US travel agents – a tough bunch at the best of times – took the Jasper for a spin before us. And if Ellen Wyler of Provident Travel, Cincinnati, Ohio is anything to go by, we can expect to see hundreds of her countrymen deserting brands such as Tauck. “There is a lot of glass and chrome, which is very modern, but I loved the artwork. There is also a very warm and friendly atmosphere.”
Perhaps more importantly, she felt Scenic understood the new generation of cruise travellers, who want better food, fresh experiences and more independence. “Scenic gets it! I’ve been in the business 44 years, and I’ll definitely be promoting this to my clients.”
On the ship’s first journey, guests gave Jasper and staff a score of 98 out of 100. Under Scenic’s system of rewarding staff (the line is all-inclusive so there are no tips), that means bonuses for the crew of 53 mostly contract-hired staff; the ship has just nine direct Scenic employees, including Hungarian Joszef Toth, the youngest captain in the fleet at just 33.
Scenic promises “wow”and “wonder”. And much
of what they offer is, indeed, special – and certainly great value.
Scenic’s new branding is all about bringing back the wonder of travel. It’s a bold promise. Can it be brought to life? Yes, it can. The Hungarian Folklore was cheesy. The Vienna Waltz class was not for those who don’t enjoy making a fool of themselves. But our night at the Palais Liechtenstein in Vienna certainly lived up to the title.
Despite a gold-enveloped invitation that promised to “deliver moments of wonder you won’t find on any other travel itinerary”, it didn’t sound too promising – an hour-long classical concert featuring the Elvis of Viennese classics, Strauss. But bubbles at the palais are something else. The building is a fabulous example of restoration, with a guilt coach in the foyer and a music room of breathtaking beauty.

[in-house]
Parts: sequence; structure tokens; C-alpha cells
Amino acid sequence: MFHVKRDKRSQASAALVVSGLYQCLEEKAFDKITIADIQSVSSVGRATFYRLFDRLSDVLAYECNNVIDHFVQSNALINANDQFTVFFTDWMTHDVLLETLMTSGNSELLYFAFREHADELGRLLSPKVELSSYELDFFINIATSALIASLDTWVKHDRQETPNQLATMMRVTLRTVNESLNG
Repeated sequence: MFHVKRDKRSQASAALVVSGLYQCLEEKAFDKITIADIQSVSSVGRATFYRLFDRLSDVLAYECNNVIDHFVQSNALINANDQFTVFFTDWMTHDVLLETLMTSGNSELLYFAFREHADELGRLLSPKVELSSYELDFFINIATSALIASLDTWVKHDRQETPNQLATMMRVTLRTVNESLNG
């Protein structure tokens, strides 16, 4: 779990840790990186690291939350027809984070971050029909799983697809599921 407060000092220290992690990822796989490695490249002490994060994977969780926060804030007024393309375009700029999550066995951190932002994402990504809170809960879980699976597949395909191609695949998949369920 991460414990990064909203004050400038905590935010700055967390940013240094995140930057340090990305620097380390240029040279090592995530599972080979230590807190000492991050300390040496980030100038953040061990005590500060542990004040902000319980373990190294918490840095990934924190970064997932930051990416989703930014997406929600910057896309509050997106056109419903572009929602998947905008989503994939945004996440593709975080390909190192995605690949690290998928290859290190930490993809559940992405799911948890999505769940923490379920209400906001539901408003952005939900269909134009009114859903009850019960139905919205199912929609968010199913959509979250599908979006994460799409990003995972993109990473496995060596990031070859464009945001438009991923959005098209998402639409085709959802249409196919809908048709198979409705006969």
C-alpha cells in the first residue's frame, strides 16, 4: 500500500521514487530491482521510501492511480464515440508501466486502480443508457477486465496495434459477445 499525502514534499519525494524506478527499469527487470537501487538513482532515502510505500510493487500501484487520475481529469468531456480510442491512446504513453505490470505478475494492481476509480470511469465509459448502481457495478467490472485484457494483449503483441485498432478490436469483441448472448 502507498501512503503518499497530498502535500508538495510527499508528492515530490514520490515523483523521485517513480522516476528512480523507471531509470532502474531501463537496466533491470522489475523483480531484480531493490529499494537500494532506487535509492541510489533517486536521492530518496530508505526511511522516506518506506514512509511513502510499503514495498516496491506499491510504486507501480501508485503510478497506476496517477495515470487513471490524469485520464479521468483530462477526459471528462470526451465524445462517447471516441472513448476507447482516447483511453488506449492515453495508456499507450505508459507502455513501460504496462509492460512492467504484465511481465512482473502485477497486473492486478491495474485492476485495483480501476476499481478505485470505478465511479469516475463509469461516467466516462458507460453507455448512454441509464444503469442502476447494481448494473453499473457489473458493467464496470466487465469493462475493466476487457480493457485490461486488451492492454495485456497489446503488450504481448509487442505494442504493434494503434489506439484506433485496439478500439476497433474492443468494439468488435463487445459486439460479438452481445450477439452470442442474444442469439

Then the real revelation – the Imperial Orchestra is no pompous group of snooty classicists. Their MC is a stand-up comic with an amazing talent for the violin. The singers are brilliant and if you didn’t love the concert, the setting was reward in itself.
This is an exclusive Scenic event, and the same group will next year produce a Sound of Music show on the site of the famous movie in Salzburg.
But the Palais Liechtenstein will be a hard act to follow. Watching the Spanish Riding School work out its white stallions in its 140-year-old stables was another Scenic exclusive that produced memories.
Where we went
Our short Danube cruise took us along one of the most competitive routes on this popular river – Vienna to Budapest. History has bequeathed both cities with the most beautiful buildings in Europe – huge statement palaces, churches and forts, each trying to outdo the other with mural ceilings and marble walls. They came from an age where architects were allowed to run riot.
Budapest’s parliamentary building is the second biggest in the world – and Scenic has a mooring right in front of it. Throw open your curtains first thing in the morning and prepare to do a double take.
The city re-makes itself at night, lighting up its landmarks to create a spectacular best viewed from the railings of your ship with a glass of local wine in your hand.
Vienna’s Austro-Hungarian palaces, the Spanish stallions and the Palais Liechtenstein make it one of grandest cities in Europe. The famous Ringstrasse, with its big-brand fashion shops, is 150 years old this year.
But Budapest was a revelation. Its magnificently sorrowful tales of war and revolution, its grand statues and sweeping squares, and its trendy new pubs and restaurants are fascinating. Budapest is doing it tough, with the crowds preferring Prague. Even the gift of a Hollywood hit, The Grand Budapest Hotel, was really set in Germany, meaning no tourism attractions.
Dürnstein is a small town with a lovely, if hilly, walk on cobblestone streets. Try to have lunch overlooking the river on the terrace at the local hotel. The Wachau Valley is full of small wineries making delicious, fruity reisling, so grab your Smart-e and visit.